The observation of these striking similarities invites us to reflect on the ways of transmission and communication in a rough scheme based on the pattern of direct and unilateral in­fluence.53 The Sasano-Byzantine border was a territory of ancient civilizations where extraor­di­nary cul­­­tures had continuously contributed to the progress of the material and immaterial cultural de­vel­op­ment of humanity. Jewish-Christian chiliasm remains inexplicable without the influence of the Irano-Mesopotamian tradition, but new developments that these millenarian doctrines as­su­med in the Christian framework inspired new reflections in the Eastern world, and their resonance was also visible in Iran. The in­sistence of some scholars that Iranian eschatology is strongly indebted to the Ju­d­eo-Christian world, as assumed by Ph. Gignoux and C. G. Cereti, is correct, and my con­tri­bu­tion probably en­for­ces this interpretation, but with the prudent consideration that other ideas, co­ming from the East at earlier points in time, entered and deeply inspired the Judeo-Christian world. This must be considered in light of the fact that the Judeo-Christian οἰκουμένη was not beyond the Iranian border but was part of its political space, and that con­ti­nu­ous interrelations were possible among these reli­gious com­mu­­nities. One of the main risks we must face concerns the fragmentation of a cultural mo­saic, which sometimes is seen as made just of single pieces, but without the perspective of a mo­­re ge­ne­ral and integrated view. A confessional trend which underlines the distinctive cha­rac­ter of each re­li­gion frequently dis­charges the compelling evidence of objective intercultural phe­no­mena which dis­entangle our or­dered vision of the postulated difference. For instance, I am wondering whether the sen­tences against Origen in 543/44 and 553 were just an inner Byzantine problem, faced and resolved by Justinian, or if there were other reasons for them as well and, eventually, external implications and reflections. Although one might observe54 that this kind of Origenism seems mostly a Pa­­les­tinian phenomenon,55 reasonably con­­fined to a handful of monasteries56 and influen­tial indivi­du­als,57 so that the degree of impact this anathematization would have had outside Palestine and the capital is ques­­tio­nable,58 such a conclusion is debatable if we consider that two different Imperial sanc­tions against it were deliberated. Justinian himself promoted them, and on the second occasion, the final deliberation was confirmed by an Ecumenical Council. Regarding the ‘Palestinian’ dimension, this area was certainly influential and, despite its provincial frame, developed a good net of connections. Furthermore, my attention strictly concerns the spirit of this action in the framework of Justinian politics.59 Was an es­­cha­to­lo­gi­cal represen­tation of divine tolerance, in itself so deeply (though not exclusively) connected with the Origenian doc­trine of the apokatastasis, also considered a political dan­ger, in particular within the balance of the social equilibrium?60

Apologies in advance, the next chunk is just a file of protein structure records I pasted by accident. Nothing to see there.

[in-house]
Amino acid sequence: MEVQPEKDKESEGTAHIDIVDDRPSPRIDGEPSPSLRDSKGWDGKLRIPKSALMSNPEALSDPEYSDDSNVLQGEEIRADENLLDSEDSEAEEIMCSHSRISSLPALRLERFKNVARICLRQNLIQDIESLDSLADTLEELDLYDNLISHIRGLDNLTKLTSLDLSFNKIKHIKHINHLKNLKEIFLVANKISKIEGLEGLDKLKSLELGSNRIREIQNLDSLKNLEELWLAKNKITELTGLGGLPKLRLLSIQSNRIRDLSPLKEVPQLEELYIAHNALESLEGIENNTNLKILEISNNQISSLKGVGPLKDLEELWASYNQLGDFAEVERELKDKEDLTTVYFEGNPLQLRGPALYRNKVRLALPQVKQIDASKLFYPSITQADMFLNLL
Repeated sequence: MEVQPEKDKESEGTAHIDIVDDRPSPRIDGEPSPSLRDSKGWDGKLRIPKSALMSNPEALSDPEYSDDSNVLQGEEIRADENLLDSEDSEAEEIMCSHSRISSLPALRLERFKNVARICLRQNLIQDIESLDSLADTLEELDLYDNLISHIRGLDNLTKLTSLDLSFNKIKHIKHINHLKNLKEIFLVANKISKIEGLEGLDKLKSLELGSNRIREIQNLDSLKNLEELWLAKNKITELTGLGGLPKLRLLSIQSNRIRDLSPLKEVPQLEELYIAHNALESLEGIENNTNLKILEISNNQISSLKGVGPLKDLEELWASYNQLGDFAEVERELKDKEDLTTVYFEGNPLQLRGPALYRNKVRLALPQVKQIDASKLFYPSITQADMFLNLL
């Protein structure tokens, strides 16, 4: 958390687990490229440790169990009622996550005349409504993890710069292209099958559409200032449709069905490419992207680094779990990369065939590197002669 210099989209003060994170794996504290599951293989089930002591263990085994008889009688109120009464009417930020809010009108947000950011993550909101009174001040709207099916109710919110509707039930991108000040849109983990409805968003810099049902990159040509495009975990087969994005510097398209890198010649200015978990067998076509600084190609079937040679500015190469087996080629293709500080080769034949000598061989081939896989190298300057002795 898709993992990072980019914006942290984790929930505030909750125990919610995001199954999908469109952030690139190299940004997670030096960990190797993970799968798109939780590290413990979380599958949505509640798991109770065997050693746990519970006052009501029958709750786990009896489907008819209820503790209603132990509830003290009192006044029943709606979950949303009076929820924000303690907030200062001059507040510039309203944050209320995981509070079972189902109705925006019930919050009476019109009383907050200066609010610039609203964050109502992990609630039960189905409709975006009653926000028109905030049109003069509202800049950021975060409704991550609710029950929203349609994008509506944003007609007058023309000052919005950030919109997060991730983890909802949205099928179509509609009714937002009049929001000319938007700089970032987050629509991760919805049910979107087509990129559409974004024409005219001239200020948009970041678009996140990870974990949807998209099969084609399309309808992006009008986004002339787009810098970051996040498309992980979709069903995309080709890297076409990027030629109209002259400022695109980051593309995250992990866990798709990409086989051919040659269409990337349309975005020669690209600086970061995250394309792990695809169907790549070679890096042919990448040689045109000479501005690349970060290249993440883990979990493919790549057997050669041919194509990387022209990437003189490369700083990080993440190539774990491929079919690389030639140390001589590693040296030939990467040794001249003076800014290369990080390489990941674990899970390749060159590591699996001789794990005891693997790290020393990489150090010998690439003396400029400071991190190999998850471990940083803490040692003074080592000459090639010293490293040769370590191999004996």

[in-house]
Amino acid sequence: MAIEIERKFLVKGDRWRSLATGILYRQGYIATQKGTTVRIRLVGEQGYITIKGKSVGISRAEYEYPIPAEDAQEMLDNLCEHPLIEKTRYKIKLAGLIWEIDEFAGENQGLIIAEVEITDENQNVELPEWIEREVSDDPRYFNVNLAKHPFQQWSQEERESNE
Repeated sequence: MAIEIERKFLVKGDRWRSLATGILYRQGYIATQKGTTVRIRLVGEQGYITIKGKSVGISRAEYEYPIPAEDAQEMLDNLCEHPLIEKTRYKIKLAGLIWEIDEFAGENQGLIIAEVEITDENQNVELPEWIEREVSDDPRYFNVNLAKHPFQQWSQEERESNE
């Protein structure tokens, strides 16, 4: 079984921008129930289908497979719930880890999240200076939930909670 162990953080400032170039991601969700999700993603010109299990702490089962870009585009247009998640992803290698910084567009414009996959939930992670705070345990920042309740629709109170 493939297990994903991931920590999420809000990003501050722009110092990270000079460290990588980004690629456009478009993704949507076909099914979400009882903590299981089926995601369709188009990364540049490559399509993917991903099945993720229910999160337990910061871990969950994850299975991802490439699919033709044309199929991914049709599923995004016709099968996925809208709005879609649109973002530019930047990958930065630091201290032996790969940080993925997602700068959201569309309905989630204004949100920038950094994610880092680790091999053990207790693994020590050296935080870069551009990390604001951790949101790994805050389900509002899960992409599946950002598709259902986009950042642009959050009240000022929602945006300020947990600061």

In these years, Mazdak,61 a Zoroastrian priest, full of egalitarian and semi-socialist political and religious ideas, started a radical process of social reforms which had a significant impact on Sasanian society and even on its kingship. The echo of its radical actions was enormous and reached the West. We do not know if the Mazdakite progression in Iran and its reflection in Byzantium involved similar eschatological perspectives, but when one con­siders that with the po­tential collapse of private property and legitimate succession, the move­ment of Maz­dak ope­ned new ex­pec­tations, we can reasonably presume that some radical hopes also involved escha­to­logical expectations. For this reason, it is worth considering as a working hy­po­thesis that this political phase might have favoured the diffusion of the idea that even hell would be des­tro­yed. Paradise for every­body would be another sort of ‘spiritual com­munism,’ based on the idea that divine insight is full of mercy and generosity. We know that Origen was not ap­preciated among Dyo­phy­sites, but in­tel­lectual al­liances were possible despite ge­ne­ral divergences. Origenism and simi­lar optimistic ideas might have found a path of diffusion in different ways, even via Monophysites, and the common intellectual interest in Ari­sto­telian as well as Neo-Platonic backgrounds created a sort or ‘no man’s land’ where numerous ex­changes were possible. For in­stance, if we consider how it was pos­­sible that some court astro­nomers/astrologers in Sa­sa­nian Iran were Christian, we are com­pelled to observe that, despite a general refusal of as­trological di­vination, many Chris­tians en­dured practicing a moderate form of astro­lo­gy, in which the principle of astral pre-de­ter­mi­nation on free choice was strongly limited (Panaino 2017a). In this respect, the role played by the Magi at Beth­lehem represented a double-faced instrument of pro­paganda. It actually showed that an Iran­ian traditional practice had inspired some wise men to find the true Saviour, frequently identified as one of the three expected posthumous sons of Zoroaster, but also legitimated a sort of pious prac­ti­ce which could not simply be demonized. But the problem is much more intricate, because as­tro­logy was strictly linked with power and its symbolism. In fact, in Iran as in Byzantium, both mo­nar­chies used to play with the image of the royal kosmo­krá­tor, placed at the cen­tre of a cosmic hall, where all the stars and the luminaries rotate around the per­sona sacra of the king as a living Sun. This game was performed on both sides (Panaino 2004a), which imitated each other in many ways, and no re­ligion dared to contrast this esoteric trend in an open way. The Byzan­ti­ne emperor put himself among the twelve apostles, just like Jesus in a process of ‘Cristo­mi­me­sis,’ while the King of Kings ap­peared to the Byzantine conquerors of Ganzaca as a di­vinity en­thro­ned in heaven, with angels brin­ging him sceptres and encircled by the luminaries and the stars. An im­pressive ma­chine, like a sort of clock, moved around the throne. These and other descrip­tions of the celestial di­men­­sion of the universal king have been reported by Theophanes (ninth century CE) through Georgios Ce­drenos (I, 721, 18; eleventh/twelfth century CE; see Panaino 2004a, 564–72), or by the Patriarch Nikephoros (XII, 43–47; eighth to ninth century CE) (see Nicephorus 1990, 56, 57 and @LOrange_Studies_1953, p. 20), but the po­wer of this ideo­logical symbolism was already evident in a short note by the glosso­gra­pher He­sy­chius (fifth century CE), sub voce οὐρανοὺς, when he stated: Πέρσαι δὲ τὰς βασιλείους σκηνὰς καὶ αὐλάς, ὧν τὰ καλύ­μα­τα κυλωτερῆ, οὐρανοὺς (ἐκάλουν) “The Persians (call) ‘heavens’ the royal palaces and the saloons whose coverage had been made ‘round’” (L’Orange 1953, 22).